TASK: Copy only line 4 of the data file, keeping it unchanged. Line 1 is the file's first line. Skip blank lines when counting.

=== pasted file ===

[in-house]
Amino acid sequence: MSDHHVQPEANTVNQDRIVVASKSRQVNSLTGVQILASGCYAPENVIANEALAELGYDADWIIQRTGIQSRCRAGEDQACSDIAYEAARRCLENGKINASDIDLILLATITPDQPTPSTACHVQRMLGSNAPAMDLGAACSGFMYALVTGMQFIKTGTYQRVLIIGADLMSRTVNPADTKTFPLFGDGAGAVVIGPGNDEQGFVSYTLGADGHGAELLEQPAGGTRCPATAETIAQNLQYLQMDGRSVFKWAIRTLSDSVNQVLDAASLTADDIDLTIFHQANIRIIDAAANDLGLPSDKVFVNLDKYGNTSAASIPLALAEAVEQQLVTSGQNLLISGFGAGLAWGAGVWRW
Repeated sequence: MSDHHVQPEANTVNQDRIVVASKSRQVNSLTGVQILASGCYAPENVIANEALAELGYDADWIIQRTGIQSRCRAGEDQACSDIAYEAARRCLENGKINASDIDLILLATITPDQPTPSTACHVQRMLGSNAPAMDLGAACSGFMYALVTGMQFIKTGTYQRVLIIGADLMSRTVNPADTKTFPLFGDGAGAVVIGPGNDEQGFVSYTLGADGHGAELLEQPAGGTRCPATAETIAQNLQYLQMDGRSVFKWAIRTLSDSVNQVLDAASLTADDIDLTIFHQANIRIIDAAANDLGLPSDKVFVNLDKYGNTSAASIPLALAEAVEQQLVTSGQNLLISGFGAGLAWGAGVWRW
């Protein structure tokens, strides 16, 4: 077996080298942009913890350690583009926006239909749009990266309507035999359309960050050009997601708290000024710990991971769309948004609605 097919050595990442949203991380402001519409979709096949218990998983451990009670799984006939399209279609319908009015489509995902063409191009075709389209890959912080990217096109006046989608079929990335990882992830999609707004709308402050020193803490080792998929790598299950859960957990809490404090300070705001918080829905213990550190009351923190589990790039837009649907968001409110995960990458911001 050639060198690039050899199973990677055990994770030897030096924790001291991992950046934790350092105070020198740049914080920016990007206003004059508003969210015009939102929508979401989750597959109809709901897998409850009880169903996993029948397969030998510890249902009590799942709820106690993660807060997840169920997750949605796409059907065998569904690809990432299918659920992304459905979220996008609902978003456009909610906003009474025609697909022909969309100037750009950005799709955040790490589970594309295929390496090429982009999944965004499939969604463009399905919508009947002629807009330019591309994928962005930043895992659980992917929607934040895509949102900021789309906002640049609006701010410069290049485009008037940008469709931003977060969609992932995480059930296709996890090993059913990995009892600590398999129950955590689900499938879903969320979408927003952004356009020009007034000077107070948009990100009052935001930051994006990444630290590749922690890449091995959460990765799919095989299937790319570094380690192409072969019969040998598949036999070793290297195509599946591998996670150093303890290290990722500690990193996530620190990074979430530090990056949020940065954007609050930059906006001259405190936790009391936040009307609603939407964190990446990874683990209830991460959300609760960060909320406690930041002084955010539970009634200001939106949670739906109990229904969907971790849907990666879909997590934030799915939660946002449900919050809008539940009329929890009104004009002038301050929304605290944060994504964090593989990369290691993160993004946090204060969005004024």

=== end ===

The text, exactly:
């Protein structure tokens, strides 16, 4: 077996080298942009913890350690583009926006239909749009990266309507035999359309960050050009997601708290000024710990991971769309948004609605 097919050595990442949203991380402001519409979709096949218990998983451990009670799984006939399209279609319908009015489509995902063409191009075709389209890959912080990217096109006046989608079929990335990882992830999609707004709308402050020193803490080792998929790598299950859960957990809490404090300070705001918080829905213990550190009351923190589990790039837009649907968001409110995960990458911001 050639060198690039050899199973990677055990994770030897030096924790001291991992950046934790350092105070020198740049914080920016990007206003004059508003969210015009939102929508979401989750597959109809709901897998409850009880169903996993029948397969030998510890249902009590799942709820106690993660807060997840169920997750949605796409059907065998569904690809990432299918659920992304459905979220996008609902978003456009909610906003009474025609697909022909969309100037750009950005799709955040790490589970594309295929390496090429982009999944965004499939969604463009399905919508009947002629807009330019591309994928962005930043895992659980992917929607934040895509949102900021789309906002640049609006701010410069290049485009008037940008469709931003977060969609992932995480059930296709996890090993059913990995009892600590398999129950955590689900499938879903969320979408927003952004356009020009007034000077107070948009990100009052935001930051994006990444630290590749922690890449091995959460990765799919095989299937790319570094380690192409072969019969040998598949036999070793290297195509599946591998996670150093303890290290990722500690990193996530620190990074979430530090990056949020940065954007609050930059906006001259405190936790009391936040009307609603939407964190990446990874683990209830991460959300609760960060909320406690930041002084955010539970009634200001939106949670739906109990229904969907971790849907990666879909997590934030799915939660946002449900919050809008539940009329929890009104004009002038301050929304605290944060994504964090593989990369290691993160993004946090204060969005004024």